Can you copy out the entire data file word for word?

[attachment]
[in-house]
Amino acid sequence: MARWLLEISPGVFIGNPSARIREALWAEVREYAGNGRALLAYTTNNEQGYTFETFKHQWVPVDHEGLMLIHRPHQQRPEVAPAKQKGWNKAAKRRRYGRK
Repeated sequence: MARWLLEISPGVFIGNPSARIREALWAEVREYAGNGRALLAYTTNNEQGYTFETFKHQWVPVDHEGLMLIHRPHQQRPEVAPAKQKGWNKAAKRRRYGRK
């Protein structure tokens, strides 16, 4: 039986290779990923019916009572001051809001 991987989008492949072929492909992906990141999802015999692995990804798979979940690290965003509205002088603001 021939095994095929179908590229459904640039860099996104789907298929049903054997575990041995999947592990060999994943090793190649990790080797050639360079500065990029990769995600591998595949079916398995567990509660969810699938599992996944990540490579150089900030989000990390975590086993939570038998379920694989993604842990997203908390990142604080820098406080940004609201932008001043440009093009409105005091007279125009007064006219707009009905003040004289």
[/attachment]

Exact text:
[in-house]
Amino acid sequence: MARWLLEISPGVFIGNPSARIREALWAEVREYAGNGRALLAYTTNNEQGYTFETFKHQWVPVDHEGLMLIHRPHQQRPEVAPAKQKGWNKAAKRRRYGRK
Repeated sequence: MARWLLEISPGVFIGNPSARIREALWAEVREYAGNGRALLAYTTNNEQGYTFETFKHQWVPVDHEGLMLIHRPHQQRPEVAPAKQKGWNKAAKRRRYGRK
């Protein structure tokens, strides 16, 4: 039986290779990923019916009572001051809001 991987989008492949072929492909992906990141999802015999692995990804798979979940690290965003509205002088603001 021939095994095929179908590229459904640039860099996104789907298929049903054997575990041995999947592990060999994943090793190649990790080797050639360079500065990029990769995600591998595949079916398995567990509660969810699938599992996944990540490579150089900030989000990390975590086993939570038998379920694989993604842990997203908390990142604080820098406080940004609201932008001043440009093009409105005091007279125009007064006219707009009905003040004289």